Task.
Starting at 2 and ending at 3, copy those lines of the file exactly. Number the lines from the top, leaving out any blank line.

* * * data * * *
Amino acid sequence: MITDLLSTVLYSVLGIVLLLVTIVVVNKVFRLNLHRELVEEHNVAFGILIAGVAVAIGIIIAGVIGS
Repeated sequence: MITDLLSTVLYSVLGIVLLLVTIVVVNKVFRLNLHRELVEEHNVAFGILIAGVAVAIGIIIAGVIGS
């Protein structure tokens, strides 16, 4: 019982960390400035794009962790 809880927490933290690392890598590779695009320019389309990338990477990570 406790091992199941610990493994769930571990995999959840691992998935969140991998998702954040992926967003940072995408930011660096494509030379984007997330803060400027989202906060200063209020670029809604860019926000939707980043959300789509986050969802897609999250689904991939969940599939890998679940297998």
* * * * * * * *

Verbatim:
Repeated sequence: MITDLLSTVLYSVLGIVLLLVTIVVVNKVFRLNLHRELVEEHNVAFGILIAGVAVAIGIIIAGVIGS
């Protein structure tokens, strides 16, 4: 019982960390400035794009962790 809880927490933290690392890598590779695009320019389309990338990477990570 406790091992199941610990493994769930571990995999959840691992998935969140991998998702954040992926967003940072995408930011660096494509030379984007997330803060400027989202906060200063209020670029809604860019926000939707980043959300789509986050969802897609999250689904991939969940599939890998679940297998």